At a press conference on Wednesday, President Bush acknowledged that his idea to privatize Social Security was a tough sell but added that there were other, related ideas out there that merited consideration.
One such idea that Bush pointed towards was that of Robert Pozen, chairman of one of the nation's oldest mutual fund companies, MFS Investments.
Pozen, 58, a Democrat lawyer, has gained prominence in the media in the last few days for his ideas on how to overhaul Social Security.
The Busch camp proposes using a price-indexation method to assist in improving Social Security. As of now, Social Security benefits are tied to a wage index. Bush's supporters say that benefits should be linked to prices, which rise slower than wages over time. Economists have argued that such an approach is likely to cut benefits sharply for retirees.
That's where Pozen comes in. He suggests a more nuanced approach, which he calls "progressive indexation." Under this method, the benefits of low-wage workers, or those with average career earnings of less than $25,000, would be tied to a wage index. The benefits of those with incomes above $113,000 would be tied to a price index. And, workers in the middle, which, Pozen estimates, equal roughly 30% of America's wage earners, would receive benefits which are a mix of the two.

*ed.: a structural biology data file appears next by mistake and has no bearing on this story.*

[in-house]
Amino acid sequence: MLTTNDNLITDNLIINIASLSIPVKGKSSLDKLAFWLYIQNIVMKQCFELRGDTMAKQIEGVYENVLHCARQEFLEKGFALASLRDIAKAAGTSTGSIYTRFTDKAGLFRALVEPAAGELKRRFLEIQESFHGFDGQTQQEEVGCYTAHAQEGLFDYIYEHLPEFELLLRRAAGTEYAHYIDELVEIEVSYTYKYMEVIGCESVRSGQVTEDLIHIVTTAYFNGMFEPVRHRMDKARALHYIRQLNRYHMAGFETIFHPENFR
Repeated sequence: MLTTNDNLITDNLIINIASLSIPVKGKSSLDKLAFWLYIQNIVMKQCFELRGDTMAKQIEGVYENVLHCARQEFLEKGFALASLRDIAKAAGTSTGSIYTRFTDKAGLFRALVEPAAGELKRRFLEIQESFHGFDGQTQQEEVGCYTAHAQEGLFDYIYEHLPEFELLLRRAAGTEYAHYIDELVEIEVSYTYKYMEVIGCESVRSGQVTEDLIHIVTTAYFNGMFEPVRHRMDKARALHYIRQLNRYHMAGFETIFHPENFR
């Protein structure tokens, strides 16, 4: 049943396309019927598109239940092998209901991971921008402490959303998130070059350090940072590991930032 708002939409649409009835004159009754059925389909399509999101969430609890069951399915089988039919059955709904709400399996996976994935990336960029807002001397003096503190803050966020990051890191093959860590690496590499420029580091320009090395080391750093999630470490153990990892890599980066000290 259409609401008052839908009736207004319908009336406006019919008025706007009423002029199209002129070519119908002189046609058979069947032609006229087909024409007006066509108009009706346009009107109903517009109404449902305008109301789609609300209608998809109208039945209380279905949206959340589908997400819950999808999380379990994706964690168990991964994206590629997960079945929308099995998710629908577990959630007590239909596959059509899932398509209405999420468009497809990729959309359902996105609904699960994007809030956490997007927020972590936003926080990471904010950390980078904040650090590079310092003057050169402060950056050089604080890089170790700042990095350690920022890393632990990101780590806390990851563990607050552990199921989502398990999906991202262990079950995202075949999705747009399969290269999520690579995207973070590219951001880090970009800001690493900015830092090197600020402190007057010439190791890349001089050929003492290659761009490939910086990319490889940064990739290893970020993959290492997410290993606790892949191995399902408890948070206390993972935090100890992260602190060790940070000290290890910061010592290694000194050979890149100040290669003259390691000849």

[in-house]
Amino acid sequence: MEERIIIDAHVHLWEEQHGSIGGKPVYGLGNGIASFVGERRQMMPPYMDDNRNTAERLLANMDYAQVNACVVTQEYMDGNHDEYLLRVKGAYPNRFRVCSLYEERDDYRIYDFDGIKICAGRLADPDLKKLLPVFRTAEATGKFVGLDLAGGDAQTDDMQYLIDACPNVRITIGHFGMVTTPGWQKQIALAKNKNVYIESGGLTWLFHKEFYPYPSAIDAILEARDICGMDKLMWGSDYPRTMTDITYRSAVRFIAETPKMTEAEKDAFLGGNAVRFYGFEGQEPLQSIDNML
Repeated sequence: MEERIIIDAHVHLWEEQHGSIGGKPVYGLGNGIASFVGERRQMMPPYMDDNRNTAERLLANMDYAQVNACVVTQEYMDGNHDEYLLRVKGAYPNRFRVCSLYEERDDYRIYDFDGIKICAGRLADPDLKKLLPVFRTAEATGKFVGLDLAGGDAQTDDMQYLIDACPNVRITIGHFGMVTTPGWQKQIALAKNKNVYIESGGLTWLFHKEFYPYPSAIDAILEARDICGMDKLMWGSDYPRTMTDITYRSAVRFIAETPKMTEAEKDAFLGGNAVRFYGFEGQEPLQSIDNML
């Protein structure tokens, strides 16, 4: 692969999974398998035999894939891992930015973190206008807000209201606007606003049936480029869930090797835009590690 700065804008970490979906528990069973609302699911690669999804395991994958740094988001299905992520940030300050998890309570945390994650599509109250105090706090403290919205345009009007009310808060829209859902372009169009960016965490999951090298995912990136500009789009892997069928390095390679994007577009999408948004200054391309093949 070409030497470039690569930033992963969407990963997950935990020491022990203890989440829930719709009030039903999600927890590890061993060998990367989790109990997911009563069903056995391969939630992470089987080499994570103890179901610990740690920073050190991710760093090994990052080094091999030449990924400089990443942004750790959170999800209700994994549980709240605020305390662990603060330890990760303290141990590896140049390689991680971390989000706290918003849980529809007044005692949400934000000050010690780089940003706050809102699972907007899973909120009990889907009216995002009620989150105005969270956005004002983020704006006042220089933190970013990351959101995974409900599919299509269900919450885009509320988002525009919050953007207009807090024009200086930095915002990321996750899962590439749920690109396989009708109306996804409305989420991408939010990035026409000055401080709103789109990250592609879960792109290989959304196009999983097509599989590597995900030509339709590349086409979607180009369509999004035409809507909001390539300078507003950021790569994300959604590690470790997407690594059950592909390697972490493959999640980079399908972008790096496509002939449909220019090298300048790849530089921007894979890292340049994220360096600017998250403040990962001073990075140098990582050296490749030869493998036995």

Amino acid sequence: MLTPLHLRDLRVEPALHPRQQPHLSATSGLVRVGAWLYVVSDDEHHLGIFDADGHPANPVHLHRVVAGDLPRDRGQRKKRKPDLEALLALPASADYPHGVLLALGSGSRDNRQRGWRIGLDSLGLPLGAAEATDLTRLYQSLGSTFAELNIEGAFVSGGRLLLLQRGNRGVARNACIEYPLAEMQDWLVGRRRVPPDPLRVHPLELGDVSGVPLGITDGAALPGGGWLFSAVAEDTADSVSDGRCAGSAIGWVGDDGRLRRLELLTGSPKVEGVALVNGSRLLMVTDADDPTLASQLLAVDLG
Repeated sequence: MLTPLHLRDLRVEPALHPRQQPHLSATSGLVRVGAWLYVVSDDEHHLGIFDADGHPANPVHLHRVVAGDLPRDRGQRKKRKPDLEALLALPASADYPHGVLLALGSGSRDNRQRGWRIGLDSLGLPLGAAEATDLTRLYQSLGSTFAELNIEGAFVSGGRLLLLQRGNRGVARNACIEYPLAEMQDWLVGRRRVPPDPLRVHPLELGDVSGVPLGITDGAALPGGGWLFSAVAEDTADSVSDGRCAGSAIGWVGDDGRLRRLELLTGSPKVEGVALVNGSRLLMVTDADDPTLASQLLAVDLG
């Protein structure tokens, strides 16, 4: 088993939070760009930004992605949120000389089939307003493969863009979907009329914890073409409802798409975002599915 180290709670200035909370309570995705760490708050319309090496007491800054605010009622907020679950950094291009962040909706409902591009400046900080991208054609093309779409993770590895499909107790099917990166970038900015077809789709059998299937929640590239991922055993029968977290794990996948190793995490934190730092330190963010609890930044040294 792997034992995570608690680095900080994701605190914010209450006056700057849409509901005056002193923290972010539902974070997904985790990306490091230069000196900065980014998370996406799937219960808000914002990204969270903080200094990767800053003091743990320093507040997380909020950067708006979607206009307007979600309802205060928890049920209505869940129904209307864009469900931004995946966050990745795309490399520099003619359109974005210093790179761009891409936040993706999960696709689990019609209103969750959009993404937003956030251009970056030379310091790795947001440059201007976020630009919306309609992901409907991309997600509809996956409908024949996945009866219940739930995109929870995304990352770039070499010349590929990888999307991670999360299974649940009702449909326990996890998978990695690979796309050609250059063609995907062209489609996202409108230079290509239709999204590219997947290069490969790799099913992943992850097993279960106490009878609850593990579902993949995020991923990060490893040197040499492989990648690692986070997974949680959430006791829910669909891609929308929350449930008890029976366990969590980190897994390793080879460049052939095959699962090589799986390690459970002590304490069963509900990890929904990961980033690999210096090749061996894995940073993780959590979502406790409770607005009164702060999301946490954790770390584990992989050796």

Pozen says his plan serves the middle-income earners well, as they are the ones who rely on Social Security for a large part of their retirement income and have restricted access to private plans such as 401(k)s. "You say to the middle and high-income earners: 'You are going to get less in benefits, so we will give you something you want in return,'" Pozen told the Boston Globe.
He also suggests diverting only 2% of Social Security payroll taxes to private accounts, rather than the 4% suggested by Bush, because creating smaller accounts would translate to less government borrowing.
It is argued that the Pozen plan would cut in half the Social Security's estimated $3.7 trillion in deficit over the next 75 years.
The staff of Money Management Executive ("MME") has prepared these capsule summaries based on reports published by the news sources to which they are attributed. Those news sources are not associated with MME, and have not prepared, sponsored, endorsed, or approved these summaries.